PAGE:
Thus, as the ball moves within scoring range, the role of the single Second Attacker switches from a "safety-first" orientation of keeping possession (which may even mean moving the ball away from goal inorder to keep it) to the more active role of setting up a shot on goal by himself or the First Attacker.
At this point, the Second Attacker's objective is to move into a position which will allow the First Attacker to pass the ball into "scoring space" behind or to the side of the defenders (i.e., space from which an immediate shot can be taken). The positioning of the single Second Attacker will depend on the number of defenders to be beaten. Normally, however, a single Second Attacker will position himself on the far side of the defenders and set up within scoring range of the far post area, which allows him to distract and/or pull one defender away from the central goal area (or, if unobserved, to sneak in the "back door" while everyone is watching the attacker with the ball.
Where there are two Second Attackers (close supporters) available, they will position themselves to form a moving triangle with their on-ball teammate, by moving into space between or to the side of the defenders so that the ball always has a clear path to their feet. As the ball is moved into scoring range, one of these players often will abandon his close support role and will become a Third Attacker (although this job also may be taken up by any other off-ball teammate who can fulfill the duties).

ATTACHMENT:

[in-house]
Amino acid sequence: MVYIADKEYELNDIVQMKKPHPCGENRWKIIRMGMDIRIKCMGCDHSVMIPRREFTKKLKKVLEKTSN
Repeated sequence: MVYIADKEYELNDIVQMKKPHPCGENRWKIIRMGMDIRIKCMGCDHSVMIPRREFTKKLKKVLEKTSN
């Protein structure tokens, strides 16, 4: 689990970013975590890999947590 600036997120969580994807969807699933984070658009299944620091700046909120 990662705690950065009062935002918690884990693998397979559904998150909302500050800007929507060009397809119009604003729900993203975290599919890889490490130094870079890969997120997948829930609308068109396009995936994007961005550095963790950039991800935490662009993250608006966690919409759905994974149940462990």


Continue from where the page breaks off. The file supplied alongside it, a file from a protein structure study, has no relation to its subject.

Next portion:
The Third Attacker's job is to unbalance the defense by making deep runs, usually to the far side of the goal. By doing this, the Third Attacker pulls defenders away from the goal mouth, distracts the keeper and defenders in front of the goal, and opens up space in front of the goal which can be exploited by incoming teammates.
All players need to be taught these basic principles of attacking support. In particular, they need to learn the concepts of setting support triangles (basic keepaway) and how to moveto create basic 2-man and 3-man attacking support, because these tools are essential weapons used by all soccer players to maintain possession in tight spaces and create scoring chances.
Ideally, your players would not be required to play any games before they acquired some basic ball skills and learned some basic soccer positioning. In truth, most clubs probably would bebetter off if they held skills contests instead of games for beginning players (like races to see which team could dribble around all of the cones in the shortest amount of time). However, many clubs throw the kids into games before they are remotely ready to play, which causes coaches to pull their hair out as they try to figure out ways to organize the kids so that they have fun and put their skills to some use.
Part of the puzzle can be solved by making some preliminary decisions about the „style of play¾ which your team will use on attacks and defensively. Because attacking is harder to learn than defense, it often can be helpful to pay more attention to defensive skills at the outset - as this can hold down the scores against your team while your kids are learning the basics (and narrow losses can help to keep parental morale up, especially if the kids clearly are having fun and getting praised for their work).
With just a little direction, even very young players will be able to understand that, if their team sends everyone to the opposing goal, their own goal will be wide-open and vulnerable toa counterattack. But, of course, if everyone stays back to guard their goal, they won't ever score (and, besides, this would be boring).